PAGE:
If the computer you’re setting up with firewall rules is not forwarding traffic for anyone else you don’t need to add the “FORWARD” lines above, but it won’t hurt to have them. If the machine is doing only forwarding for others on a net then you might not need the “INPUT” and “OUTPUT” rules above. But since I’m all about finding out what shouldn’t be happening they should be added to catch the unexpected.

The “--log-prefix” prepends the “ACCEPT " to the connection information as it gets written to the logs. This can be changed for your preference but then my tools will likely need to be altered with the new prefix. But how that will work is still somewhat up in the air.

To get “dnsmasq” logging DNS queries and their answers you need to add the log-queries option to your “dnsmasq.conf”. There is also a “log-facility” option you can use to tailor where your syslogd handles dumping the output. Due to the large number of “sysloggers” out there and the many different ways to set them up that’s something you’ll have to figure out on your own. But as a spoiler: due to the version differences between my Netgear router and my Linux PC based router my logging setup is less than ideal so I have to grep ... | sort ... my logs before processing.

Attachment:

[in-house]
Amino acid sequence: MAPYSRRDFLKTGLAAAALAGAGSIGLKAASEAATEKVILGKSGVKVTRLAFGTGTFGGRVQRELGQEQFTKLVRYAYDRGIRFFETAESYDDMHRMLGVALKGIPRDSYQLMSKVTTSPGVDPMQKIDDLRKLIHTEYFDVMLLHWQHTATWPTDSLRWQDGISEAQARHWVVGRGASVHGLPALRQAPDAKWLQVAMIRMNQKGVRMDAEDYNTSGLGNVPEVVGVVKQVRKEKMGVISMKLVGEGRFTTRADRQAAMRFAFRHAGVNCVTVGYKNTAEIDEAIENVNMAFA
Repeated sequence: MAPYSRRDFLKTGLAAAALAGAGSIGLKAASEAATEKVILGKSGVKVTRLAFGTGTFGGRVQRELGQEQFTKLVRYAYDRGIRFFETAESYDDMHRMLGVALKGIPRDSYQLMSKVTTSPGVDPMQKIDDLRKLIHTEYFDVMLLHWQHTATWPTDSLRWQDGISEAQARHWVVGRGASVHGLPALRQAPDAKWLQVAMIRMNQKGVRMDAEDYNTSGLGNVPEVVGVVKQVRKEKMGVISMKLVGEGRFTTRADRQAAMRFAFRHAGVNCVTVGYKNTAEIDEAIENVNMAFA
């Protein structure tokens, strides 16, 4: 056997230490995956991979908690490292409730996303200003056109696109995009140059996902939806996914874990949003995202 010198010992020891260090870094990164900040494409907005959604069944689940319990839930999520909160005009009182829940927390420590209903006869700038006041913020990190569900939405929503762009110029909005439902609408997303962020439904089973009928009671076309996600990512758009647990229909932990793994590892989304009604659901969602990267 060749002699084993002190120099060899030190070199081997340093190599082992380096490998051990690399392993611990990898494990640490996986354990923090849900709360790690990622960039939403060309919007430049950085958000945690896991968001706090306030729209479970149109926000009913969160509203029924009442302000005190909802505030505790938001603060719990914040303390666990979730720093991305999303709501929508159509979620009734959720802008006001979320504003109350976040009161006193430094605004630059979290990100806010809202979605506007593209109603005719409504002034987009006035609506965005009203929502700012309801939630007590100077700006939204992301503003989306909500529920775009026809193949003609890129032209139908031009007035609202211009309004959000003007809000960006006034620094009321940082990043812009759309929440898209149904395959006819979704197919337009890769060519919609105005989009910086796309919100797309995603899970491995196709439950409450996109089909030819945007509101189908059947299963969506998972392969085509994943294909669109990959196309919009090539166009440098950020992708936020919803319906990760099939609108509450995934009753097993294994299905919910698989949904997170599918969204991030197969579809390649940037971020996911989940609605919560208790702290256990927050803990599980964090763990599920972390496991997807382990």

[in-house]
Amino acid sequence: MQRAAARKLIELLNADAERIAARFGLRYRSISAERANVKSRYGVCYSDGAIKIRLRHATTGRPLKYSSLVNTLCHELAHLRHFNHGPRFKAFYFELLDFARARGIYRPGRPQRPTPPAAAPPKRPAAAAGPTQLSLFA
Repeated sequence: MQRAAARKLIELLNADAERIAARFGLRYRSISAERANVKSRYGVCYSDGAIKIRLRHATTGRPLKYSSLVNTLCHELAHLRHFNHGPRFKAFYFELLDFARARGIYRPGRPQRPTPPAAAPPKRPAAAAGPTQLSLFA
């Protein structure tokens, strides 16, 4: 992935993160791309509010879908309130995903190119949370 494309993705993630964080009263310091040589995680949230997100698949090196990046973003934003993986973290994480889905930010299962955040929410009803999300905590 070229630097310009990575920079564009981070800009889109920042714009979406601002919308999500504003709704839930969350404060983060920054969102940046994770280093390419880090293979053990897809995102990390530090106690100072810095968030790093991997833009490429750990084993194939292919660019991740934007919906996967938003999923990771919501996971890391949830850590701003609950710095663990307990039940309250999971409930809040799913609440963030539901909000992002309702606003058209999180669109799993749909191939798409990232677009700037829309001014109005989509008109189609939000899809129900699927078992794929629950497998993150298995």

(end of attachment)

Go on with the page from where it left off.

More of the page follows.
With those two settings taken care of we now have connection and DNS data getting dumped to syslog and then it should go to disk somewhere, typically in the “/var/log” folder. Most of my systems are setup to log these sorts of messages into “/var/log/messages”. The ip(6)tables messages get logged as the “kernel” facility (kern) usually at a “warning” level but that last part can be changed in the ip(6)tables rule. See: man 8 iptables-extensions for details of LOG target switches. dnsmasq usually logs as facility “daemon”. But check man 8 dnsmasq for details of the log-facility setting.

Go to Phase 1 - Netgear Router Setup Recipe to see how I configured my WiFi router to contribute to the data pool .